The piece adds, "Money market funds got a bad name during the financial crisis, when the Reserve Primary Fund became the second one in history to 'break the buck,' or trade below $1 per share. 'During the crisis, it froze up, and was priced at 97 cents,' Crane said. If you sold at that price, you would have lost 3 cents on the dollar. This contributed to chaos in the financial markets. In the end, investors ended up getting 99 cents on the dollar. 'When all was said and done, the loss was minuscule.'"

They also mention, "Certificates of deposit," saying, "CDs are insured savings accounts offered by banks that mature in a certain number of months or years. (Credit unions call them share certificates.) If you cash in a CD before maturity, you'll pay a penalty, usually some months worth of interest."

In other news, the Investment Company Institute released its latest monthly "Money Market Fund Holdings" summary Friday. Their monthly update reviews the aggregate daily and weekly liquid assets, regional exposure, and maturities (WAM and WAL) for Prime and Government money market funds. (See also our Sept. 13 News, "September MF Portfolio Holdings: Treasuries Up; Agency, Repo Down.")

ICI's MMF Holdings release says, "The Investment Company Institute (ICI) reports that, as of the final Friday in August, prime money market funds held 30.9 percent of their portfolios in daily liquid assets and 43.6 percent in weekly liquid assets, while government money market funds held 61.5 percent of their portfolios in daily liquid assets and 78.7 percent in weekly liquid assets." Prime DLA increased from 25.6% last month to 30.9%, and Prime WLA increased from 43.0% last month to 43.6%. Govt MMFs' DLA increased from 59.2% to 61.5% last month, and Govt WLA increased from 77.2% last month to 78.7%.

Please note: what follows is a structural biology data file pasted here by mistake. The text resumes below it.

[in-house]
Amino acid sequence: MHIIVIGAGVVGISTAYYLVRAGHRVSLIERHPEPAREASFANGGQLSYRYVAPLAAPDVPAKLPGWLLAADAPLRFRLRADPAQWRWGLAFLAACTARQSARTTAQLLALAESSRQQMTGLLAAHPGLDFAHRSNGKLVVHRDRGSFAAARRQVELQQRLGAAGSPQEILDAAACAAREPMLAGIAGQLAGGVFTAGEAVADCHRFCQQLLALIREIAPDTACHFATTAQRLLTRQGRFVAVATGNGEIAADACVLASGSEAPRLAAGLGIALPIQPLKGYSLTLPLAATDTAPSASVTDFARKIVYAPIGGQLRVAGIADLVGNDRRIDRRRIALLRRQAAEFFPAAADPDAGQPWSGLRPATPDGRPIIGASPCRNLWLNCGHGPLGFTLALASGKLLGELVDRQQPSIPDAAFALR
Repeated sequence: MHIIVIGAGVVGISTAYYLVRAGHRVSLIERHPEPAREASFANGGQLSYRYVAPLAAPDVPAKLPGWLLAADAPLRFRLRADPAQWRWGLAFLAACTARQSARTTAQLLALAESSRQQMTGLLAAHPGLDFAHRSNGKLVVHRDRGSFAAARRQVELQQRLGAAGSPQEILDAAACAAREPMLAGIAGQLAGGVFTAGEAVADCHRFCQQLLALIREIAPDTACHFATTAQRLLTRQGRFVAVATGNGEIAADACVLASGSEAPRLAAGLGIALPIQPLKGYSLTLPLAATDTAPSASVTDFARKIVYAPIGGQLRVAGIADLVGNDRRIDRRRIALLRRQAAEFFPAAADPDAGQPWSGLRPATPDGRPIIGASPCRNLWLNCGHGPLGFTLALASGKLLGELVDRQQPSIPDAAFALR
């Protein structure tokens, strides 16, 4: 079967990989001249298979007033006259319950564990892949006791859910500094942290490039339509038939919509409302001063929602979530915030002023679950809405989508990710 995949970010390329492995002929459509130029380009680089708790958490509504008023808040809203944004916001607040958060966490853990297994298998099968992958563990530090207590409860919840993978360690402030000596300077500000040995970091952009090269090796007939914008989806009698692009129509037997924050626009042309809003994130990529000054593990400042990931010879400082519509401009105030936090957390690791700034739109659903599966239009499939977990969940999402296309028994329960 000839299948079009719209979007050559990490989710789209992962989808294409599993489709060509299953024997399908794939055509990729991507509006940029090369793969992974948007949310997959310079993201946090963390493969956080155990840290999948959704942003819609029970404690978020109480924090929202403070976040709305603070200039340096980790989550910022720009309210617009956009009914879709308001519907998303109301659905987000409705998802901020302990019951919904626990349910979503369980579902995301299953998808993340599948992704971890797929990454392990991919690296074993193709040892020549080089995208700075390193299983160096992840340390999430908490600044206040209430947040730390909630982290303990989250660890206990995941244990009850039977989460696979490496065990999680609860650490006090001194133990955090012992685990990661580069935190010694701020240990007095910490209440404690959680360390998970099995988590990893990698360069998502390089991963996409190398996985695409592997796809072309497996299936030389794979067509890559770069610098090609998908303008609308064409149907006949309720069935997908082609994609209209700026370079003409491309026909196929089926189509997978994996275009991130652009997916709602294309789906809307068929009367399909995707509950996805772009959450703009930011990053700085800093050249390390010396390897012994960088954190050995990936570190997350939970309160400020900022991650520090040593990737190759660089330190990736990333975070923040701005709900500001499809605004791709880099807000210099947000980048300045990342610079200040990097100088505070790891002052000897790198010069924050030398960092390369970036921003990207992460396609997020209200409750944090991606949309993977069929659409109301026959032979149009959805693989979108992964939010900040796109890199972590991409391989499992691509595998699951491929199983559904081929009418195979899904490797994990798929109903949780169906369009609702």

It explains, "At the end of August, prime funds had a weighted average maturity (WAM) of 33 days and a weighted average life (WAL) of 66 days. Average WAMs and WALs are asset-weighted. Government money market funds had a WAM of 30 days and a WAL of 88 days." Prime WAMs increased by two days from last month, and WALs were also up by two days. Govt WAMs were up by one day from July and Govt WALs were up by two days from last month.

Regarding Holdings By Region of Issuer, ICI tells us, "Prime money market funds' holdings attributable to the Americas increased from $199.8 billion in July to $213.4 billion in August. Government money market funds' holdings attributable to the Americas declined from $1,716.62 billion in July to $1,675.69 billion in August."

The Prime Money Market Funds by Region of Issuer table shows Americas-related holdings at $213.4 billion, or 40.3%; Asia and Pacific at $99.6 billion, or 18.8%; Europe at $210.4 billion, or 39.8%; and, Other (including Supranational) at $5.5 billion, or 1.1%. The Government Money Market Funds by Region of Issuer table shows Americas at $1.676 trillion, or 76.0%; Asia and Pacific at $130.3 billion, or 5.9%; and Europe at $393.9 billion, or 17.9%.